By Claire McKim
SCOTTISH prisoners could get the right to send email – by giving handwritten messages to warders to scan in and send on.
Bosses want inmates to be able to communicate with friends and family more quickly than traditional “snail mail” allows.
But because prisoners are not allowed access to online computers, hard-pressed warders will have to electronically convert the messages and then type in email addresses.
Critics of the plan today branded it an “extraordinary and costly” waste of prison officers’ time.
The revelation comes just a day after it emerged that taxpayers are funding free Viagra for Scottish prisoners to pep up their home visits.
Some 14 Scottish prisons already take part in an “Email a Prisoner” scheme which requires jail staff to print off messages from outside and hand-deliver them to cons.
But the new plan, set to be introduced by Barlinnie, will make email a two-way system for 1,100 inmates.
Prisoners will hand-write their emails and hand the sheets to staff to be scanned in to a computer. It is understood the scan will then have to be attached to an email and the addresses required by the prisoner manually typed in.
Mr Arshaq Ahmad, unit manager at Barlinnie, said the one-way system, under which prisoners received emails, had been a success.
He said: “It works very well and very simply and the scheme is very popular throughout the prison estate.
“It is particularly popular with foreign national prisoners and it is used by the legal profession, on occasion, to send non privileged information.”
Mr Ahmad said allowing prisoners to make good family contact via two-way email would reduce reoffending.
He added: “You also have to think of the families on the outside. Why would you want to punish them? They should have as much communication as possible with those inside.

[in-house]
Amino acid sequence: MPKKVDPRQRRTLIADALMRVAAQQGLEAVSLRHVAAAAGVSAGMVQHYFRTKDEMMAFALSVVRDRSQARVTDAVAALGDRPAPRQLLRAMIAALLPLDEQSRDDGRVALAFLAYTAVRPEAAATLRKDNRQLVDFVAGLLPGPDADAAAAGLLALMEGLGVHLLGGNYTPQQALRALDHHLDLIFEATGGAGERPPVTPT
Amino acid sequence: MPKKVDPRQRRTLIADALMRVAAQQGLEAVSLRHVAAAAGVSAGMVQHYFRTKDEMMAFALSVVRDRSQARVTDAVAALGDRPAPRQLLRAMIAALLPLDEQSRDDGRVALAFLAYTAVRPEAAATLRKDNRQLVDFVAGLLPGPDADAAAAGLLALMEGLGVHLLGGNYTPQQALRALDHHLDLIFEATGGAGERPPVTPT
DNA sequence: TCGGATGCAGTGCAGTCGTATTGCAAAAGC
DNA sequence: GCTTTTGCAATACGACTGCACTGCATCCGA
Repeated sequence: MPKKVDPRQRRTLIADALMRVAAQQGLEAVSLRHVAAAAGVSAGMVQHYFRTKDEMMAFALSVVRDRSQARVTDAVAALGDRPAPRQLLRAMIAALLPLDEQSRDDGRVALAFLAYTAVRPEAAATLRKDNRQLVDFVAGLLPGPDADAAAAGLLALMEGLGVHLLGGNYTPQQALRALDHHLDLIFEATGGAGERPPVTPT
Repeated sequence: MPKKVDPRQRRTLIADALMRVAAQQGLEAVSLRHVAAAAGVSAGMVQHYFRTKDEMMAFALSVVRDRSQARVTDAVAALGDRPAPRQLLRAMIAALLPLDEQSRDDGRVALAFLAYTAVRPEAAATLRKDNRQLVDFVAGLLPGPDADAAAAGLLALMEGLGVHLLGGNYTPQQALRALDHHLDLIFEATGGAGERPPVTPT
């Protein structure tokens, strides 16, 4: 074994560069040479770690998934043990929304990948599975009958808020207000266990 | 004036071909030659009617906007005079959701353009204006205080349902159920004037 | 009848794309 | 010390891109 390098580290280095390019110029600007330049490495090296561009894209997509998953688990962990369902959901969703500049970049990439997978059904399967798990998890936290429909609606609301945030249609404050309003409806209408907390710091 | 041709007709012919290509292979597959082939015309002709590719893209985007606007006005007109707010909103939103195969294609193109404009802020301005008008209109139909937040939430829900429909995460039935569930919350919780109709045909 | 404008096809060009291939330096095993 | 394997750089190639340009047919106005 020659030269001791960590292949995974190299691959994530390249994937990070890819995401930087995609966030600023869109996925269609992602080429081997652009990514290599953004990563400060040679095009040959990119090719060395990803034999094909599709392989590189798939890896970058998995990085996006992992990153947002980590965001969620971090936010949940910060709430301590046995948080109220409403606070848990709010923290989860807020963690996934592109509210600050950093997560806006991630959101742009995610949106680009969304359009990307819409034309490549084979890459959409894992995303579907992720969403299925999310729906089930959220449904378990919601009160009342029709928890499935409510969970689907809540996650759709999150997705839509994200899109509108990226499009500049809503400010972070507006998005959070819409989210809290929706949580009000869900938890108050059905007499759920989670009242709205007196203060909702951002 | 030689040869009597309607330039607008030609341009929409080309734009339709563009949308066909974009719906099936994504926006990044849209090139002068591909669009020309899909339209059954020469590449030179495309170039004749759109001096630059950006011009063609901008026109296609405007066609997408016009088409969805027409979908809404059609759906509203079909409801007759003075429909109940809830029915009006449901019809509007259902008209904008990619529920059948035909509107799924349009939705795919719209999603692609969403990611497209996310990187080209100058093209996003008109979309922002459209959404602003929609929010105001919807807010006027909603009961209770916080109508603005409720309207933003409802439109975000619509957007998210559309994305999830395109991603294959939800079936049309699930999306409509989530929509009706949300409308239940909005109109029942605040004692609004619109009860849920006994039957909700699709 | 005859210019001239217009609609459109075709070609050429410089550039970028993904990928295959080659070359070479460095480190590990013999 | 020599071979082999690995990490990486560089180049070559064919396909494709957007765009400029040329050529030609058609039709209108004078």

“We know the company is looking at Barlinnie for the two-way service.
“If it did meet all our security criteria, it is something we would certainly consider.”
Eben Wilson, of Taxpayers Scotland, warned the scheme could be costly.
He said: “In a time when all public servants are being asked to look for cost savings, the idea of using expensive staff to scan and manually transfer the text from prisoner’s e-mails is extraordinary.
“There must be a better way of monitoring communications in their electronic format.”
He added: “There are many precedents for oversight of possibly sensitive material in the services and elsewhere. Surely the Prison Service can think of a way of doing this that is less costly for taxpayers”.
The Email a Prisoner scheme was set up by Derek Jones, of Bath, a former prisoner.
He explained: “It basically enables people to maintain family ties in an up-to-date way, without having to wait for three to four days to hear anything back.”
Mr Jones argued that the email service would not be a “perk” for prisoners, instead would add extra security as emails do not have to be checked for drugs and other items.
The Scottish Prison Service said it welcomed any proposal that improved contact with family members.
Last month, it was revealed prisoners will be able to watch DVDs on journeys between jail and court.
Jail bosses also plan to set up tattoo parlours in prisons to stop the spread of infections.
A spokesman at Scottish Prison Service sought to play down the Barlinnie scheme.
He said the Email a Prisoner scheme had been in place for a “number of years”, adding: “We have no plans for expanding the scheme throughout Scotland, but that’s not to say that we won’t in the future.”